JW: We love writing strong, intelligent female characters, so thanks for noticing! Finding the proper POV voice for our female protagonists can be a challenge, but we have friends and family to help with that—both Brian and I are married to strong female characters ourselves! And the truth is, our female characters are merely a reflection of reality. I served in the Special Operations and intelligence communities alongside a large number of highly capable, highly motivated, and very talented women there. They were courageous, inspiring, and brought a different perspective. I channel what I witnessed in real life—women serving in frontline roles within the various communities bringing their own strengths, and sometimes weaknesses, to the table. I’ve deployed with Special Warfare units with women aboard, flown F-18s with a female fighter pilot who was the best of the best, and served beside numerous OGA women downrange, so I’ve got lots of role models to write from.
We definitely end COLLATERAL with the door open for more—given your new contract, plus a more recent deal to write some paranormal-inspired books for a new publisher, when can readers expect a new Tier 1 installment?
BA: Well, our readers will get more Tier One action next June when the spinoff, shared universe series Sons of Valor launches from Blackstone. We’re excited to be able to bring fan favorite Keith “Chunk” Redman and his SEALs to readers in a new series. Yes, the schedule is tighter than ever before, with Book 1 in The Shepherds coming next September and our first installment in the W. E. B. Griffin Presidential Agent series coming late next year. But rest assured—Dempsey and the Ember Team aren’t going anywhere! Look for Book 7, Dempsey, coming next winter, and we know our readers will like where the story takes John next!
It’s a tough time to be publishing a book right now—so many distractions. With in-person events canceled, tours postponed, etc, how are you adapting your promotion for COLLATERAL? Anything significant/exciting you’d like to share?
JW: It’s a different world these days for sure, but the world of book tour appearances has been evolving even before COVID hit. We have a number of appearances scheduled on podcasts, radio, and TV, and we’re thrilled to be part of our first, open to the public, live Facebook Q&A with Slaven Tomasi from Lima Charlie coming September 8th at 6:30 p.m. EST. Look for announcements about this, and all of our upcoming appearances on our website, www.andrews-wilson.com. We encourage readers to sign up for our newsletter there, as we have tons of special promotions and giveaways only available to our subscribers.
A few months ago, you shared some great advice with our readers for “surviving quarantine”—and at the time, I think many of us thought this might have ended by now. Do you have any additional advice to share about working through the distractions?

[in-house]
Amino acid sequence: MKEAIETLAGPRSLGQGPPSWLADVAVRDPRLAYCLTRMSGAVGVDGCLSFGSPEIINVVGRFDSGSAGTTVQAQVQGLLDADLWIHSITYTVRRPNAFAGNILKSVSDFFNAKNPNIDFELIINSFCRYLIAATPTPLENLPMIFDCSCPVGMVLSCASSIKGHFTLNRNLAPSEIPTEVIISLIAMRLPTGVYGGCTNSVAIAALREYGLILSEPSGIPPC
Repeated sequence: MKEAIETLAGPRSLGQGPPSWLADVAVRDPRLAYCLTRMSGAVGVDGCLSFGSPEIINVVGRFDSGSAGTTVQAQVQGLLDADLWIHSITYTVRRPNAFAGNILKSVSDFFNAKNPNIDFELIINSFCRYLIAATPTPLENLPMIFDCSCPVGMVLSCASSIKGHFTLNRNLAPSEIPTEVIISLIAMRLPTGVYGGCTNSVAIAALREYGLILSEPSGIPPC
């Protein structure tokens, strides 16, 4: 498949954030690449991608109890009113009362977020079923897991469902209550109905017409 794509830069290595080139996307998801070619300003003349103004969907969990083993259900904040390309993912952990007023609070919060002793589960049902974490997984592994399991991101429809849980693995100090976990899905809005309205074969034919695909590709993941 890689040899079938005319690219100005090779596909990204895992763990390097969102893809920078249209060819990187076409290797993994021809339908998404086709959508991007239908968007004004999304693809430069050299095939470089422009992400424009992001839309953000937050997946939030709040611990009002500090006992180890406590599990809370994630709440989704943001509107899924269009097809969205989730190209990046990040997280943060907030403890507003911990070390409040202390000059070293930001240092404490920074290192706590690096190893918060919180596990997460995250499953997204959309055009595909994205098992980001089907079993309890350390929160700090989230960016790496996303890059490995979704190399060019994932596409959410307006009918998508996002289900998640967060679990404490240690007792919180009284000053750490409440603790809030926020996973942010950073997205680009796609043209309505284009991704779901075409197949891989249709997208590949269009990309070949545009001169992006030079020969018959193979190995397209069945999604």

BA: As a point of reference, the typical fast attack submarine deployment is six months long—which is about how long it’s been since I wrote that article. So I’m with you, this is about the time I was hoping to be “pulling into port and off on liberty.” Unfortunately, COVID had other plans for all of us. Which means, as you suggest, it’s probably worth revisiting the topic. Here’s three items to add to my original list:
- Move the finish line. Psychologically, I think it is important to verbalize and accept the fact that reality threw us a curveball. We thought we signed up for a 10K, but five miles into the race we discovered it’s actually a marathon. Okay, let that sink in. The original goal was hard, but it seemed manageable. We thought we saw the end in sight. But that was a mirage. We’re still stuck in the desert and we have no choice but to keep moving. I know you’re tired. I know you’re discouraged, but you gotta keep putting one foot in front of the other until you cross the finish line.
- Count your blessings: No, it’s not trite. For me, it is emotionally stabilizing to remind myself that things could be worse. I could be destitute and alone. I could be breaking rocks in a Russian gulag. I could be trapped in a zombie apocalypse with a sprained ankle. Whenever you feel like you’re drowning in a downward spiral, then make a list of all the good things in your life— things that make you buoyant. Things that make you happy and give you hope. Read that list often and use it to recalibrate your mental state when defeatist thinking creeps in.
- Help others cope. Wouldn’t it be nice if someone made you laugh to take your mind off this nightmare? Wouldn’t it be nice if a friend called you up just to ask how you’re doing? Wouldn’t it be nice if on the day you were feeling most overwhelmed you got an uplifting, humorous, or empathetic text message from a colleague, family member, or loved one? I imagine any of those things would brighten your day tenfold. So reach out and be that person for somebody else. It is amazing to me how much spiritual sustenance a simple gesture of thoughtfulness can provide. The times people have surprised me with unexpected, unsolicited kindness or empathy burn like little beacons in my memory. Thoughtfulness is fuel for all souls in a pandemic.